I recently read about Intel Me and other spy chips, I wanted to know how I can have a computer without that chip, or if an Orange Pi with the Rockchip is worth it, I have not found information if it has it or not, thank you very much
I believe the ME can be partially or maybe fully disabled with 11th gen or earlier Intel chips. But this will no longer be possible with 12th gen or newer intel stuff. I might be a generation off in one direction or the other. This information comes from System76 (a Linux-first hardware brand and the makers of Pop!_OS).
Also I think it may be a little bit of hyperbole to call Intel ME “a spy chip”. More accurately it is something with valid use-cases that by nature of what it is and how it works is a theoretical risk with respect to surveillance/privacy/backdoors/and control over your own system.
Don’t purchase an Intel computer.
You can set Intel CPUs to High Assurance Platform mode on most devices, which is the undocumented switch designed for use by government agencies like the NSA to “disable” Intel ME, but even in that case there have still been documented security vulnerabilities in Intel ME that were unaffected by HAP mode or any other known forms of disabling IME, because some (boot-related) aspects of it can simply never be disabled inherently.
HAP is the method that the manufacturer you mentioned is using. Some (Purism) go “above and beyond” by using HAP and overwriting the firmware, but that extra step really makes little difference in the attack surface of IME (so this is not a Purism endorsement).
Of course, no CPU will ever be vulnerability-free, that’s an unrealistic expectation anyways.
AFAIK, AMD also has an equivalent called Platform Security Processor AKA PSP. So, it’s not practical to avoid Intel and AMD since those are basically every PC chip out there.
I don’t know much about ARM, though. But I don’t think it’s practical to replace my workflow/usage with ARM chip on Linux. So, it doesn’t matter to me. So, if your workflow/usage lets you use ARM, it would be interesting to find out whether it’s actually safer than x86 for this kind of threat.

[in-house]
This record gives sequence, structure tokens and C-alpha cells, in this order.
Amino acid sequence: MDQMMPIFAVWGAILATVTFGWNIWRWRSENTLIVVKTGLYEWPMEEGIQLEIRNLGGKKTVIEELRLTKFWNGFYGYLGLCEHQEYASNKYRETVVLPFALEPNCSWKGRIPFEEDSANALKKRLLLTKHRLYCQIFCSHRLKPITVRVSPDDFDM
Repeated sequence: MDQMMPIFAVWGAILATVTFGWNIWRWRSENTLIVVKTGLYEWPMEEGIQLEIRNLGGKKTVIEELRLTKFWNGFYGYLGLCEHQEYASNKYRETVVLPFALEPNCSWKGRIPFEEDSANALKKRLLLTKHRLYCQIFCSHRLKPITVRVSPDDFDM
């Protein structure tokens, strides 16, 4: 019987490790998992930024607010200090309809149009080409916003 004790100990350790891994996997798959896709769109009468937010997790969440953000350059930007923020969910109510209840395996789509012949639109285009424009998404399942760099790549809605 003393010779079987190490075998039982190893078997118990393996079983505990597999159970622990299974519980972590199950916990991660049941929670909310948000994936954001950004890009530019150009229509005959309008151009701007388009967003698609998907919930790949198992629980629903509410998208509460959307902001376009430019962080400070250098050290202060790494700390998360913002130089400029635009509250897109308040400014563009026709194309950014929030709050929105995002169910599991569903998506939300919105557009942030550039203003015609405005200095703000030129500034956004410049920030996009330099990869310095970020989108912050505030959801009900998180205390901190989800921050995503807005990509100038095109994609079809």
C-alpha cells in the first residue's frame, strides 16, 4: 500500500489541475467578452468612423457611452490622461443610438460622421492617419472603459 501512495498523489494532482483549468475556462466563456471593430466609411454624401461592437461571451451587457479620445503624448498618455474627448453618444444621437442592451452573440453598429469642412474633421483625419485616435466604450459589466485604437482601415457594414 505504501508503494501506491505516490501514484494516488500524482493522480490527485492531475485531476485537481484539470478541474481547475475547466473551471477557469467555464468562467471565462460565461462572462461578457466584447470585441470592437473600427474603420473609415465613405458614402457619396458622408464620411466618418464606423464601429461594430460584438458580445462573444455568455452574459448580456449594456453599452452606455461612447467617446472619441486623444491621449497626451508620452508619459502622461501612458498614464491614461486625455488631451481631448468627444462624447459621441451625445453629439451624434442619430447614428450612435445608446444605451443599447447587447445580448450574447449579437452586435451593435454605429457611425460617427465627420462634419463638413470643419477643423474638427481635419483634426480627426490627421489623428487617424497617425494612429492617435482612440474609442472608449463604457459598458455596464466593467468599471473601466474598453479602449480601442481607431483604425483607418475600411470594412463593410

In this case it doesn’t matter which architecture (x86 vs ARM), it matters which manufacturer produces the chips. There are a lot more ARM chip producers out there, and they vary in a variety of ways.
From a libre firmware perspective, it ranges from chips which can run almost entirely free firmware like Rockchip and FreeScale i.MX6 devices, to chips which run entirely proprietary firmware like Qualcomm and Samsung Exynos SoCs. The Raspberry Pi with its Broadcom chipset is unfortunately completely non-free firmware.
From an attack surface perspective, ARM manufacturers are also free to implement firmware components that they do include in any way they see fit. Apple Silicon for example has a ton of subsystems that operate behind the scenes much like Intel ME or AMD PSP, but Apple’s firmware blobs are modular and strictly segregated to prevent them from potentially colluding to create a backdoor:
For example, the blob running inside the keyboard controller has no mechanism to communicate with the blob running on the WiFi card, and thus cannot implement a keylogger surreptitiously; the blob running on the display controller similarly has no way to communicate with the network, and thus can’t implement a secret screen scraper.
Contrast Apple’s approach here with AMD PSP, which has full unrestricted access to the same user memory space that all your applications run in (yikes).
Almost all the highest-performing ARM chips (Apple Silicon, Qualcomm, Exynos) run proprietary firmware like IME, but it’s not a requirement for all ARM chips to be like that.
Maybe. Have you done any research into this? Linux provides excellent ARM software support overall, especially due to devices like the Raspberry Pi.
I have 2 Raspberry Pi 4 running as my servers. I ran into some limitations when I tried setting it up as a desktop for my girlfriend. For example, Widevine support in 64-bit browsers, so no Netflix, Prime, etc. It’s fixable by using 32-bit browsers, but it’s not straightforward and not efficient. If I want to use it for work, Android Studio doesn’t have an ARM build, etc.
My brief experience with ARM on Linux was bad. It looks great on the surface, but more like a project device that you can’t really do something serious on it.
I see folks in r/selfhosted have issues getting some stuff to run in raspberry pis. It’s not 100%.
My only first hand experience is that there’s no Mullvad Browser ARM Linux build, so I have to run arkenfox in my Linux VMs.
That’s very interesting. I wonder which of these CPU firmwares have network access as this is the main concern when it comes to security issues or potential hidden backdoors.